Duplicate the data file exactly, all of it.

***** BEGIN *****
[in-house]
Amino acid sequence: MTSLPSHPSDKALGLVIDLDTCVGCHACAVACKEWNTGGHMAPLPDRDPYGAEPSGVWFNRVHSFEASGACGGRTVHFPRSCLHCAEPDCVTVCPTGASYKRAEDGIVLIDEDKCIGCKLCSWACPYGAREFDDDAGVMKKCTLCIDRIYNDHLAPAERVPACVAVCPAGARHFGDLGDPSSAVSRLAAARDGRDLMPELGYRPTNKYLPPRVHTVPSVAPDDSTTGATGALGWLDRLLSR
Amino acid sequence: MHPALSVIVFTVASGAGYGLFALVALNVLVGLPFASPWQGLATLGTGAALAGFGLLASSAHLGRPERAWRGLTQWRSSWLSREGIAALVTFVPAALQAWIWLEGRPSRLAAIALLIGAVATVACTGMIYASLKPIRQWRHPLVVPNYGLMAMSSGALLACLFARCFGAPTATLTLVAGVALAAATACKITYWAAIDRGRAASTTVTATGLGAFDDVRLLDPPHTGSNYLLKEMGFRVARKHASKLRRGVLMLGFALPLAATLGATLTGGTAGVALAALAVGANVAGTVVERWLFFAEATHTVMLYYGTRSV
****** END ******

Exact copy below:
[in-house]
Amino acid sequence: MTSLPSHPSDKALGLVIDLDTCVGCHACAVACKEWNTGGHMAPLPDRDPYGAEPSGVWFNRVHSFEASGACGGRTVHFPRSCLHCAEPDCVTVCPTGASYKRAEDGIVLIDEDKCIGCKLCSWACPYGAREFDDDAGVMKKCTLCIDRIYNDHLAPAERVPACVAVCPAGARHFGDLGDPSSAVSRLAAARDGRDLMPELGYRPTNKYLPPRVHTVPSVAPDDSTTGATGALGWLDRLLSR
Amino acid sequence: MHPALSVIVFTVASGAGYGLFALVALNVLVGLPFASPWQGLATLGTGAALAGFGLLASSAHLGRPERAWRGLTQWRSSWLSREGIAALVTFVPAALQAWIWLEGRPSRLAAIALLIGAVATVACTGMIYASLKPIRQWRHPLVVPNYGLMAMSSGALLACLFARCFGAPTATLTLVAGVALAAATACKITYWAAIDRGRAASTTVTATGLGAFDDVRLLDPPHTGSNYLLKEMGFRVARKHASKLRRGVLMLGFALPLAATLGATLTGGTAGVALAALAVGANVAGTVVERWLFFAEATHTVMLYYGTRSV